For example, you can erase the entire contents of a document by clearing the contents of the document's body attribute:

document.body.innerHTML = "";

This example fetches the document's current HTML markup and replaces the "<" characters with the character reference "&lt;", thereby essentially converting the HTML into raw text. This is then wrapped in a <pre> element. Then the value of innerHTML is changed to this new string. As a result, the document contents are replaced with a display of the page's entire source code.

document.documentElement.innerHTML = `<pre>${document.documentElement.innerHTML.replace(

Operational details

What exactly happens when you set value of innerHTML? Doing so causes the user agent to follow these steps:

  1. The specified value is parsed as HTML or XML (based on the document type), resulting in a DocumentFragment object representing the new set of DOM nodes for the new elements.
  2. If the element whose contents are being replaced is a <template> element, then the <template> element's content attribute is replaced with the new DocumentFragment created in step 1.
  3. For all other elements, the element's contents are replaced with the nodes in the new DocumentFragment.

Appending HTML to an element

Setting the value of innerHTML lets you append new contents to the existing one of an element.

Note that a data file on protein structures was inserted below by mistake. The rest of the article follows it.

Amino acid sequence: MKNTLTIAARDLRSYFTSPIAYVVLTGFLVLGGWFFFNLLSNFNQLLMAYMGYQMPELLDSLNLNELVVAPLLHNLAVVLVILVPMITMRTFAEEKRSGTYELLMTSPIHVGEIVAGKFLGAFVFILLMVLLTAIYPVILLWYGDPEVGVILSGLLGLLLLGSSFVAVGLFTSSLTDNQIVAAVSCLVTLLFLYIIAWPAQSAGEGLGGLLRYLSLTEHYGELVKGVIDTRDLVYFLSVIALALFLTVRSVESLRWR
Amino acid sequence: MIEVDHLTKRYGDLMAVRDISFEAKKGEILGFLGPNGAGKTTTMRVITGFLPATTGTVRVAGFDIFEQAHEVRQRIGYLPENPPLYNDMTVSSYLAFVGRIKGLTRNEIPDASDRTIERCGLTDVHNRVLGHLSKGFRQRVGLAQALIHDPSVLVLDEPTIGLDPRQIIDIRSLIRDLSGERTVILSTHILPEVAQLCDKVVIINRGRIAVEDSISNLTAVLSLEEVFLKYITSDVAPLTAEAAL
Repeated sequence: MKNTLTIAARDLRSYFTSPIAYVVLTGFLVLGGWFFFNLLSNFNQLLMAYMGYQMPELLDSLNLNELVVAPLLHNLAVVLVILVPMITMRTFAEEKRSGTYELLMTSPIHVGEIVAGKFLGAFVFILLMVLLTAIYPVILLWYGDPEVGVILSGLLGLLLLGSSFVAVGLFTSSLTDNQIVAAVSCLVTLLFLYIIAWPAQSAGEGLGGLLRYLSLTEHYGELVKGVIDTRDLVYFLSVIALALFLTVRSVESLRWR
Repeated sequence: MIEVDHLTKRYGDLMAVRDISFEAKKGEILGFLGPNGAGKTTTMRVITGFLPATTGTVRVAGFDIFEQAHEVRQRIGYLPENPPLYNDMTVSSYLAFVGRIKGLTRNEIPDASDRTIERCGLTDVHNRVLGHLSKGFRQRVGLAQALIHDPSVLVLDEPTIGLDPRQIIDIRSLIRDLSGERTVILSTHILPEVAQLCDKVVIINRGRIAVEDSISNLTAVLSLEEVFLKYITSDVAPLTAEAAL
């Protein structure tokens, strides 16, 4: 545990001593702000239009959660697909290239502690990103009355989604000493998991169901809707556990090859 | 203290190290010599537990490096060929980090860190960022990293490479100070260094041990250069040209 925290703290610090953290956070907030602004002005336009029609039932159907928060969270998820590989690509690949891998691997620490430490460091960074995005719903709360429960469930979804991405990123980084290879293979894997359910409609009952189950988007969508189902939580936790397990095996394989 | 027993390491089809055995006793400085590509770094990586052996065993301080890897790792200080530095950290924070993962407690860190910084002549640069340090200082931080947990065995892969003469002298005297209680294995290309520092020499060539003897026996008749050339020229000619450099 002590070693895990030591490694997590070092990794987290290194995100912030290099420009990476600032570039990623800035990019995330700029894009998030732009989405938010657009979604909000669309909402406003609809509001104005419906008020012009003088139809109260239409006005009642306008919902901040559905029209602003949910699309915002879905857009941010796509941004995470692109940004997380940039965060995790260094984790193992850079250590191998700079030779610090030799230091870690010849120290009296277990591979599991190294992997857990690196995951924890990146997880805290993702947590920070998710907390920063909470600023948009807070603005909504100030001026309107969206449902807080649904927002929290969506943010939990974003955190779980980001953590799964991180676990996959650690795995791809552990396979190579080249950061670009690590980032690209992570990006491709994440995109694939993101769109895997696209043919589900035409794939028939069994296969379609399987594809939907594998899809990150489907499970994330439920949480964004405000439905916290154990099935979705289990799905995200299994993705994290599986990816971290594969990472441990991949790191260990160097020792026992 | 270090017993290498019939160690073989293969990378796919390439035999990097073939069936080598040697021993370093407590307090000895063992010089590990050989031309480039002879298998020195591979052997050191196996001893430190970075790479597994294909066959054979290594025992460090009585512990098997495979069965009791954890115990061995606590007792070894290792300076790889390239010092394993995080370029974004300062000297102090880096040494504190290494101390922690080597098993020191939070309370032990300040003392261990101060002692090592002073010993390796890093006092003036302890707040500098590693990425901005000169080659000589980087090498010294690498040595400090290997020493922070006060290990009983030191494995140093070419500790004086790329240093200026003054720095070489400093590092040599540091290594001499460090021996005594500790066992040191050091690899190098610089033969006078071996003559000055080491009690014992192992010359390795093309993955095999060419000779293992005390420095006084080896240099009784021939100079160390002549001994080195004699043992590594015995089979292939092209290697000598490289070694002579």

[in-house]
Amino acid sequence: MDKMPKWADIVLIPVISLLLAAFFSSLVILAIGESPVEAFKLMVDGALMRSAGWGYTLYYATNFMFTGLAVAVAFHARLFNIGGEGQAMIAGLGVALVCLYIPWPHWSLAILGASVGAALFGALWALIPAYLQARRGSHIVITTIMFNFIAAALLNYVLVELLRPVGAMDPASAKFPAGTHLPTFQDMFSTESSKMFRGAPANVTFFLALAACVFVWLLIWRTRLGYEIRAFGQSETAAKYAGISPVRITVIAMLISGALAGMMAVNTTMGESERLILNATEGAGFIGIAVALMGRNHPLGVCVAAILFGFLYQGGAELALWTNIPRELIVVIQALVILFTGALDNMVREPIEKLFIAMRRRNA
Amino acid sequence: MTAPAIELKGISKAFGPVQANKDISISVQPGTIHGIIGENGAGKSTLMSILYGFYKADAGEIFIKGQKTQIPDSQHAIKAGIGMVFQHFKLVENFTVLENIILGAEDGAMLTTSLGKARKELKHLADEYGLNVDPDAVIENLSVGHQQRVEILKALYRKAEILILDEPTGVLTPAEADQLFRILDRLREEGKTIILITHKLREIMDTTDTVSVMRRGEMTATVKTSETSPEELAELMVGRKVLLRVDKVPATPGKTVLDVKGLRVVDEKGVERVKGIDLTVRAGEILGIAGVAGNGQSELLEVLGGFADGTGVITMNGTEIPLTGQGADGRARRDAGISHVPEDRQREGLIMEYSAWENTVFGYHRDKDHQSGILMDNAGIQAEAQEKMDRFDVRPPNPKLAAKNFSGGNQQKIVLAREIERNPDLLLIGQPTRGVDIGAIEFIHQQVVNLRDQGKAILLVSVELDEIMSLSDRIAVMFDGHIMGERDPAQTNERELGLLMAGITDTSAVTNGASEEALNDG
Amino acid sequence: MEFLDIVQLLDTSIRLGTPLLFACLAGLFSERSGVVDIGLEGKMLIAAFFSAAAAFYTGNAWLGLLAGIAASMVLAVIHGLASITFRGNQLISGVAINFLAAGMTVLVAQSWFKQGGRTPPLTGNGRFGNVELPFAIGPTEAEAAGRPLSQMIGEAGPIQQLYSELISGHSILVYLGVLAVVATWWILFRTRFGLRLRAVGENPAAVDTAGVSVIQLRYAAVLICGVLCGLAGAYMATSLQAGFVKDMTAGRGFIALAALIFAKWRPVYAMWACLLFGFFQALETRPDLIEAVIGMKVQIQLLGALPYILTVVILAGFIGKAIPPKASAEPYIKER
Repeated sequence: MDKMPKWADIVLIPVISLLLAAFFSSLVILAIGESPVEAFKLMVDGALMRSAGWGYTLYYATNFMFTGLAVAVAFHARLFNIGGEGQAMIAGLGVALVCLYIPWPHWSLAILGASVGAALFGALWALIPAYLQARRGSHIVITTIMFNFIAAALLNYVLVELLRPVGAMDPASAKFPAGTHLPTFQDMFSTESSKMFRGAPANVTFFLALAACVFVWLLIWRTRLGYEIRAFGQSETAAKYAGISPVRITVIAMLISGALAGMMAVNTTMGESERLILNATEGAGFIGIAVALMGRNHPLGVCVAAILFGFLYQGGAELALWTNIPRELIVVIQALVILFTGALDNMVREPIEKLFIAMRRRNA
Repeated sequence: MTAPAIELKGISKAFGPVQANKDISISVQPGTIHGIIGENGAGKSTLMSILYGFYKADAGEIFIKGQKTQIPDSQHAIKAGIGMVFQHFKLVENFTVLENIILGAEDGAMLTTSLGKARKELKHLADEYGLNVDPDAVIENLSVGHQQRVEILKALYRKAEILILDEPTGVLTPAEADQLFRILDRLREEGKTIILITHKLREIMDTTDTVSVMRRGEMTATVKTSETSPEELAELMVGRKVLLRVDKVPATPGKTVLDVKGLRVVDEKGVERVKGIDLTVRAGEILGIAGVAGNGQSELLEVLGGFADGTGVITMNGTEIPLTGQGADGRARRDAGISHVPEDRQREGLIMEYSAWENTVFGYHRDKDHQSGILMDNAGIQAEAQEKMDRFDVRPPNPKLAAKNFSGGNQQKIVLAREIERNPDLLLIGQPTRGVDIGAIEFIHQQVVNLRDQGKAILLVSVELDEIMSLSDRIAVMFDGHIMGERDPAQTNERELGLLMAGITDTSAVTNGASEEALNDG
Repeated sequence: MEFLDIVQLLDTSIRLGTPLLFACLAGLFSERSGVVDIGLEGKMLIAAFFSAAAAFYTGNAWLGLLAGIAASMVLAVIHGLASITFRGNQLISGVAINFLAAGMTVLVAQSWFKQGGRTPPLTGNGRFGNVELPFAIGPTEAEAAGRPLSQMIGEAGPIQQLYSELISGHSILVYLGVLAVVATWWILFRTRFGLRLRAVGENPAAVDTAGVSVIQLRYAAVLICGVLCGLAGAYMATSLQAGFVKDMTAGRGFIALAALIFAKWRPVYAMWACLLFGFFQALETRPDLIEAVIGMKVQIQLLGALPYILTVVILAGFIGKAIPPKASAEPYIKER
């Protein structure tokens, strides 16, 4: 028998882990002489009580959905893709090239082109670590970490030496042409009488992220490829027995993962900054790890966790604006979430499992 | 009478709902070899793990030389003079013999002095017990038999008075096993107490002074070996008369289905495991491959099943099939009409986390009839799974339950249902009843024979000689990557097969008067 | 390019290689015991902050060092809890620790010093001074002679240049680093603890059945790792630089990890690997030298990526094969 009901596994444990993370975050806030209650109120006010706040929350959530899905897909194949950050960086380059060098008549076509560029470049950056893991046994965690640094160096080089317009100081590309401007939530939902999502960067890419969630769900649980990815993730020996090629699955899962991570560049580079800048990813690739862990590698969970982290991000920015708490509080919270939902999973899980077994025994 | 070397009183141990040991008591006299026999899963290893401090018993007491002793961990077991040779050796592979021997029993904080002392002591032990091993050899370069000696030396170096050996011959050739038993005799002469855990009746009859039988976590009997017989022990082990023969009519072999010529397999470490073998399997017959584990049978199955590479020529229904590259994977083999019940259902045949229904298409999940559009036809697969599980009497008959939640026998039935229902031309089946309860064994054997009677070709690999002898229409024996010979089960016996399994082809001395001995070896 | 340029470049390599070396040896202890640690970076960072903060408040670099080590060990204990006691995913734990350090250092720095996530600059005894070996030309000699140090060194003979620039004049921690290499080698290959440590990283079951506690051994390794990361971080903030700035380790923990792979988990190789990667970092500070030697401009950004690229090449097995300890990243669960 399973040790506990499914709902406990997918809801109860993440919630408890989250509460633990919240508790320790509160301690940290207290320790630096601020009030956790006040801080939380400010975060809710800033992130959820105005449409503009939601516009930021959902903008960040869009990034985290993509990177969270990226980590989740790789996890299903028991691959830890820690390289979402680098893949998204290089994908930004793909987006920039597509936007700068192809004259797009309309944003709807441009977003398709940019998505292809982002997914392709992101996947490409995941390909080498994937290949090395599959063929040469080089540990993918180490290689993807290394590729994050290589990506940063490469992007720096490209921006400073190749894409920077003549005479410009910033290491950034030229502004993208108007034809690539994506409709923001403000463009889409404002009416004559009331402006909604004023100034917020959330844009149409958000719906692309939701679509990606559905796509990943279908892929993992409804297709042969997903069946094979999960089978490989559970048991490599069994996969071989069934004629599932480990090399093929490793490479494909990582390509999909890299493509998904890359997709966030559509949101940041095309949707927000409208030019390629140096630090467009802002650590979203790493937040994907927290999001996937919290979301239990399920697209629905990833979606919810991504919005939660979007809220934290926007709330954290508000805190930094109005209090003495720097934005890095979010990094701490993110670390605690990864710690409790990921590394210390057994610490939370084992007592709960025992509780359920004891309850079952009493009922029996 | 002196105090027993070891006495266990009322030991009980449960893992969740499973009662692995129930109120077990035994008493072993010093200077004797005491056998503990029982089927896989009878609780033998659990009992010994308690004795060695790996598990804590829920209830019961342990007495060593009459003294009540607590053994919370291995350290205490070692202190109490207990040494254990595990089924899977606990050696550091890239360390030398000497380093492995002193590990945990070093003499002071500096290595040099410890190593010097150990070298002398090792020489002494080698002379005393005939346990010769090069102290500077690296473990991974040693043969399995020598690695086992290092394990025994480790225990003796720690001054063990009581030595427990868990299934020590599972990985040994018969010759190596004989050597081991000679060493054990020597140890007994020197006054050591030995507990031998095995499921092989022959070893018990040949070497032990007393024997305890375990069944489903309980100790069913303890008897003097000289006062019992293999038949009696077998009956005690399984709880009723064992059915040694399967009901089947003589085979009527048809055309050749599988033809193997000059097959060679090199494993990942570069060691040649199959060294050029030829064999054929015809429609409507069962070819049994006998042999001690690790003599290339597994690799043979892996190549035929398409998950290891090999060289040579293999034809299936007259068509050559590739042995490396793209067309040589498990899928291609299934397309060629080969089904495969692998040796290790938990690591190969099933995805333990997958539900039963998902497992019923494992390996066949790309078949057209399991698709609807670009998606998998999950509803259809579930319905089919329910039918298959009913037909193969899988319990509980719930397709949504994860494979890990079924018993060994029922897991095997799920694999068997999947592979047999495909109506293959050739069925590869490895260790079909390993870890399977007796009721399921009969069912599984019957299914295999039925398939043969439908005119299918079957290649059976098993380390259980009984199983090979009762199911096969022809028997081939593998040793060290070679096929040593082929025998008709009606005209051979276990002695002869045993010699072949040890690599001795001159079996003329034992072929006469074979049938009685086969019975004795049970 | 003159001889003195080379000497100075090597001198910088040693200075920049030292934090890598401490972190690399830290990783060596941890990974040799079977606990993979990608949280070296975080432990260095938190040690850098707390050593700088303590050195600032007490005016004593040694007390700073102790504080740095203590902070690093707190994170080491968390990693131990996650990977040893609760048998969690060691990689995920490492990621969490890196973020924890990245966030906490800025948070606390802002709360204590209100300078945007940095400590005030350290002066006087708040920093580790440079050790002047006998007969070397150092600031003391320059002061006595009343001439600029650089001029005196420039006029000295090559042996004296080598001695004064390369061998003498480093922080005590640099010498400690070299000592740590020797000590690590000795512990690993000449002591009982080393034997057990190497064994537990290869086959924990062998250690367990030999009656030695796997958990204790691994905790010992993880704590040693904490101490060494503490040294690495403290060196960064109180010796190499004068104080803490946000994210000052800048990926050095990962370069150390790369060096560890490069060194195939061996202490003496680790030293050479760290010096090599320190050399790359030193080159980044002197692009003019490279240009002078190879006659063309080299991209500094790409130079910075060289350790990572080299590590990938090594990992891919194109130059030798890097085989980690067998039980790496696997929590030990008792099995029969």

For example, we can append a new list item (<li>) to the existing list (<ul>):


<ul id="list">
  <li><a href="#">Item 1</a></li>
  <li><a href="#">Item 2</a></li>
  <li><a href="#">Item 3</a></li>


const list = document.getElementById("list");

list.innerHTML += `<li><a href="#">Item ${list.children.length + 1}</a></li>`;

Please note that using innerHTML to append HTML elements (e.g. el.innerHTML += "<a href='…'>link</a>") will result in the removal of any previously set event listeners. That is, after you append any HTML element that way you won't be able to listen to the previously set event listeners.

Security considerations

It is not uncommon to see innerHTML used to insert text into a web page. There is potential for this to become an attack vector on a site, creating a potential security risk.

let name = "John";
// assuming 'el' is an HTML DOM element
el.innerHTML = name; // harmless in this case

// …

name = "<script>alert('I am John in an annoying alert!')</script>";
el.innerHTML = name; // harmless in this case

Although this may look like a cross-site scripting attack, the result is harmless. HTML specifies that a <script> tag inserted with innerHTML should not execute.

However, there are ways to execute JavaScript without using <script> elements, so there is still a security risk whenever you use innerHTML to set strings over which you have no control. For example: